In the eighteenth and nineteenth centuries, early feminist writers, including Mary Wollstonecraft (1759-1797), John Stuart Mill (1806-1873), Sojourner Truth (1797-1883), and Elizabeth Cady Stanton (1815-1902), began to address topics related to the political, economic, and educational status of women, and “women’s morality” (Tong and Williams 2018). This was partly motivated by a growing awareness of the real inequalities between men and women, including legal and social restrictions and prohibitions. These authors argued that disparities in educational opportunities, and the restrictions across race and gender of roles and responsibilities open to women, prevented women from fully developing as people and citizens (Wollstonecraft  2004). This was First Wave feminism, and it accomplished significant progress on emancipation and enfranchisement for women and visible minorities in the West.
In the twentieth century, Betty Friedan (1921-2006) would report similar phenomena among her white university-educated peers in the 1950s United States, who had returned to the home to be full-time housewives. Friedan wrote that this group of women appeared to suffer a sort of stunting, an erosion of their abilities, and a freezing of personal, intellectual, and moral development into a childlike and immature state (Friedan  1997). It should be noted, though, that this was not the experience of black women in the US, who often worked outside the home, frequently in the employ of white women, nor the experience of working-class women across races (Collins 1989). However, women found significant commonalities among themselves in the disparity of political and employment rights compared to men in their social groups (Thompson 2002). Around the same time in France, Simone de Beauvoir (1908-1986) published her seminal work examining the situation of women in French society, describing women’s second-class status as founded upon the social and political interpretations of biological differences between male and female (de Beauvoir  2014). The work of de Beauvoir, Friedan, and many others spurred Second Wave feminism among women in Europe and North America, as they began to examine anew the cultural, political, and moral positions that women occupied. Second Wave feminists focused their efforts on such issues as reproductive rights, domestic and sexual violence, paid maternity leave, and equal pay in the workplace.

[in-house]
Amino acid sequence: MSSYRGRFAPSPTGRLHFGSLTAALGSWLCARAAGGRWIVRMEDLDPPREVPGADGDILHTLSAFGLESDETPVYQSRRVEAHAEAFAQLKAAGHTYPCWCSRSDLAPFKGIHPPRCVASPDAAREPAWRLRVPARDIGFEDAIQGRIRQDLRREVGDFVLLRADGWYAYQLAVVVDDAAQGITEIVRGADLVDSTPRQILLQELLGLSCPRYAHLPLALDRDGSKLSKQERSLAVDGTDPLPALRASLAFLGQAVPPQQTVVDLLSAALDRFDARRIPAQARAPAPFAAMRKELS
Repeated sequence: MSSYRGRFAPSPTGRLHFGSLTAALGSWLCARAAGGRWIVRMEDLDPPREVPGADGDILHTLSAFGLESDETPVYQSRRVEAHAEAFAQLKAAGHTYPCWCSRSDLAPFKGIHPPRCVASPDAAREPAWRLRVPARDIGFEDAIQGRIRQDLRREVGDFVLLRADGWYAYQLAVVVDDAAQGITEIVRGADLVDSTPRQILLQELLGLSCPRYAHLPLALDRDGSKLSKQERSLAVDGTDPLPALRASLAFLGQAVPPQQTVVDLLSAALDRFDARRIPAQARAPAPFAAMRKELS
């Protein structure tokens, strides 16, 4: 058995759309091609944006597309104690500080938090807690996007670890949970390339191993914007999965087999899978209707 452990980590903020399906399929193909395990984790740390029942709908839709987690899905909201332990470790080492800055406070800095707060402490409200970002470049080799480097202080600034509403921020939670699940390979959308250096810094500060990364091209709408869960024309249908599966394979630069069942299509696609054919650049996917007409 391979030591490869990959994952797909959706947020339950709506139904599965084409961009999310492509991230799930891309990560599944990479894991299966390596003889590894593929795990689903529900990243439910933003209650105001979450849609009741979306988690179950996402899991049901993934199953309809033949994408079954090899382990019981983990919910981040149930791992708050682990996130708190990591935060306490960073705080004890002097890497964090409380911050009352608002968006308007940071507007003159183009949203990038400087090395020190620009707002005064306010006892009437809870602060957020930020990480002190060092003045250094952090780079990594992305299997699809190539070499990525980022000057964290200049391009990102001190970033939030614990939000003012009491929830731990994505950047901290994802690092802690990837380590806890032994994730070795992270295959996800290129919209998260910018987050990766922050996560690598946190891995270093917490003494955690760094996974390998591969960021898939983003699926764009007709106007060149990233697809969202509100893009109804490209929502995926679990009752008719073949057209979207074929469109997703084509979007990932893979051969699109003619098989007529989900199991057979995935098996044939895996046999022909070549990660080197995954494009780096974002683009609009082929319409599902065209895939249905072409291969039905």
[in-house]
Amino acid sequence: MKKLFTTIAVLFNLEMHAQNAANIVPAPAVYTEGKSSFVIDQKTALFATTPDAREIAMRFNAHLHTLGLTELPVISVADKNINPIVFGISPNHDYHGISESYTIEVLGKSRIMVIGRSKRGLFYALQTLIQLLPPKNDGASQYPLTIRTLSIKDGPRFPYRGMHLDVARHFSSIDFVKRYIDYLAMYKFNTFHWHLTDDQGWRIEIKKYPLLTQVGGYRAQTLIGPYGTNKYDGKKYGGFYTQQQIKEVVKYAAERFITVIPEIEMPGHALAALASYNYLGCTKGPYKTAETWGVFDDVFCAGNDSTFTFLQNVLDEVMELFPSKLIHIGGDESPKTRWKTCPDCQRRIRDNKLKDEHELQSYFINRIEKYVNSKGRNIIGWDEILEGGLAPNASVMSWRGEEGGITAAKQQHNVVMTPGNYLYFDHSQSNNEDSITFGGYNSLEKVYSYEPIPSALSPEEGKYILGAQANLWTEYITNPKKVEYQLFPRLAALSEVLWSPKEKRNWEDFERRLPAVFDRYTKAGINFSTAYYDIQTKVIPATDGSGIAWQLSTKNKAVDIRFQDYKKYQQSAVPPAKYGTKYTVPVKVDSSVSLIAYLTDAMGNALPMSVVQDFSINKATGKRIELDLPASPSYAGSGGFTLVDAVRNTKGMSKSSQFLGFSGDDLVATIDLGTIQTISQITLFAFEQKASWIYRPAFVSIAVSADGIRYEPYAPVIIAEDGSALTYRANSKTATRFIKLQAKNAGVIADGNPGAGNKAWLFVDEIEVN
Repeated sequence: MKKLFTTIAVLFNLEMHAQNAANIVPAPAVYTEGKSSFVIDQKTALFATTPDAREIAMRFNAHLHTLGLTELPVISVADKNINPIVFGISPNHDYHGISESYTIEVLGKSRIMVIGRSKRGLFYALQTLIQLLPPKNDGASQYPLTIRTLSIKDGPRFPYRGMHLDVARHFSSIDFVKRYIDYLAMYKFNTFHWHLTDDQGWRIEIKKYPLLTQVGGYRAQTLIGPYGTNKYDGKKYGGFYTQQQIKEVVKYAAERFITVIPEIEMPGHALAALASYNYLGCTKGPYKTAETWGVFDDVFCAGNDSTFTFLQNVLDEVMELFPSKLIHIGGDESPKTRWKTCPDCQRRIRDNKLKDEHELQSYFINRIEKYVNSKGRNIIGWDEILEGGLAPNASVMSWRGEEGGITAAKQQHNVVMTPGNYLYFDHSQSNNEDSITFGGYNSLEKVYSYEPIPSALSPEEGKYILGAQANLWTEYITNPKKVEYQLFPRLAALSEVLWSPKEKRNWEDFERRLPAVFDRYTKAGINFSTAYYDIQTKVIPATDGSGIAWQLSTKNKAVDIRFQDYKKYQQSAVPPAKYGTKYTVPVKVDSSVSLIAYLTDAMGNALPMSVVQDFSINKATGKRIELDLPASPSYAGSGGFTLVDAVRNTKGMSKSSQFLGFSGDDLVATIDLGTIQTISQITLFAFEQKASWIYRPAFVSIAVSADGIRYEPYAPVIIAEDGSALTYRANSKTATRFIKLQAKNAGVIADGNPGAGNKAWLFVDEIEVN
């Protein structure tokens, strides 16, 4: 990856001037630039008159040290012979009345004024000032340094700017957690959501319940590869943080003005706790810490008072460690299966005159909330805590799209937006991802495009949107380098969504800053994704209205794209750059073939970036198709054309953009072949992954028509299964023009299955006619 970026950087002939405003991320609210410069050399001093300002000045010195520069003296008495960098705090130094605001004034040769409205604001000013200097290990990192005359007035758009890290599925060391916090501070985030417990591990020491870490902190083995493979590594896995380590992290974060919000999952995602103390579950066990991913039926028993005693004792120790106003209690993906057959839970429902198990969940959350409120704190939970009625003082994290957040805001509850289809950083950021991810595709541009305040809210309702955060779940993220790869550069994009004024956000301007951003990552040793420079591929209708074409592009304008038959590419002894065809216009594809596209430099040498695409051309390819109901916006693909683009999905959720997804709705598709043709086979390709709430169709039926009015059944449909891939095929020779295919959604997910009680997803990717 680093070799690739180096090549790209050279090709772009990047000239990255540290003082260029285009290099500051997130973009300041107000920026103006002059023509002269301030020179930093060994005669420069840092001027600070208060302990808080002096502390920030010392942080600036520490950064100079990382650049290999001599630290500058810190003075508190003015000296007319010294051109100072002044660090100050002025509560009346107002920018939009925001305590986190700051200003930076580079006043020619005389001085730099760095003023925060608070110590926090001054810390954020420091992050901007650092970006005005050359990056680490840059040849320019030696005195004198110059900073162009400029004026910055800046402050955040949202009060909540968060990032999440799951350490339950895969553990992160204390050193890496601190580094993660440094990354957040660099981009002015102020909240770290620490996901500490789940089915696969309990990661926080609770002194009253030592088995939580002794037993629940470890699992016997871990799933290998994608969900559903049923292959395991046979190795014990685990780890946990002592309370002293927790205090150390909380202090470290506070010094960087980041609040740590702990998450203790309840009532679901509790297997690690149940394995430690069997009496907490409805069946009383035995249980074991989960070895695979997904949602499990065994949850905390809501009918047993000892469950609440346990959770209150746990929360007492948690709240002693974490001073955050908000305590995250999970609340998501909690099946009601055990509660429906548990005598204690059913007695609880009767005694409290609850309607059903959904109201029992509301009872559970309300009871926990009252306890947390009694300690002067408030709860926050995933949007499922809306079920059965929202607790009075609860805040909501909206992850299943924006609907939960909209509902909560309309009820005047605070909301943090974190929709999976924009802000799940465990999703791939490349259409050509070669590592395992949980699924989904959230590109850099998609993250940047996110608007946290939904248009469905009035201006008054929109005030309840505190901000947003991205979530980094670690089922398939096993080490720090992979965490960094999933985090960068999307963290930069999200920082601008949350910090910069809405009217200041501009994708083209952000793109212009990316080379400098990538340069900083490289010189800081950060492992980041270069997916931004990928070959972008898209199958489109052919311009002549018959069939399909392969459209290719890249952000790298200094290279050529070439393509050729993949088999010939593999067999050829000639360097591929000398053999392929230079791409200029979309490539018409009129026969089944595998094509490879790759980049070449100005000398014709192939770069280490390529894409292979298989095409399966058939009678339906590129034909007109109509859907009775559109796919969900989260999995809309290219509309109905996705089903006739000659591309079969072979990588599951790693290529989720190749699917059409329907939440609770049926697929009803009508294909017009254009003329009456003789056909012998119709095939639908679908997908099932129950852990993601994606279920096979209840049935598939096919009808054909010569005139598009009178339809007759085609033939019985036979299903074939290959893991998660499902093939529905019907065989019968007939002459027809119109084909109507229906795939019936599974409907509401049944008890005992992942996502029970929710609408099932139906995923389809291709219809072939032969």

While issues surrounding women’s political and moral development had long been a concern to feminists of the First and Second waves, it was around the end of the Second Wave and the beginning of the current Third Wave (roughly around the late 1980s and early 1990s), that writers began to think about the need for a specifically feminist ethics. Up to this point, moral theories (like deontology or consequentialism) had largely ignored or remained unaware of the specific perspective and experiences of women, privileging the experiences and perspectives of the “universal” or “neutral” position. Feminists, however, pointed out that this “universal” perspective was a specifically white male perspective. Alison Jaggar wrote that one problem with traditional ethics at the time was (and potentially still is) that it views as trivial the moral issues that arise in the so-called private world, the realm in which women do housework and take care of children, the ill or infirm, and the elderly. In its formulation of the “neutral” perspective, traditional ethics was charged with favoring “male” ways of moral reasoning that emphasized rules, rights, universality, and impartiality over “female” ways of moral reasoning that emphasize relationships, responsibilities, particularity, and partiality. Additionally, Jaggar points out that traditional ethics had under-rated culturally feminine traits like “interdependence, community, connection, sharing, emotion, body, trust, absence of hierarchy, nature, immanence, process, joy, peace, and life” (Jaggar 1992, 363-364).
Thus, an ethics that paid particular attention to these traditionally undervalued virtues, principles, values, perspectives, and ways of knowing was required to provide a full understanding of human experiences and moral life. In the Third Wave, feminists began to criticize and discuss the various shortcomings of the Second Wave, including its marginalisation of the voices and perspectives of women of oppressed races, ethnicities, sexual identities, and socio-economic positions (Combahee River Collective 1977; Mohanty, Torres, and Russo 1991). A feminist ethic, which paid attention to these different identities and perspectives, became centrally important to taking women’s lives and experiences seriously, and central to eliminating oppression of women, sexual minorities, and other oppressed groups. Thus, Jaggar framed feminist ethics as the creation of a gendered ethics that aims to eliminate or at least ameliorate the oppression of any group of people, but most particularly women.
The Ethics of Care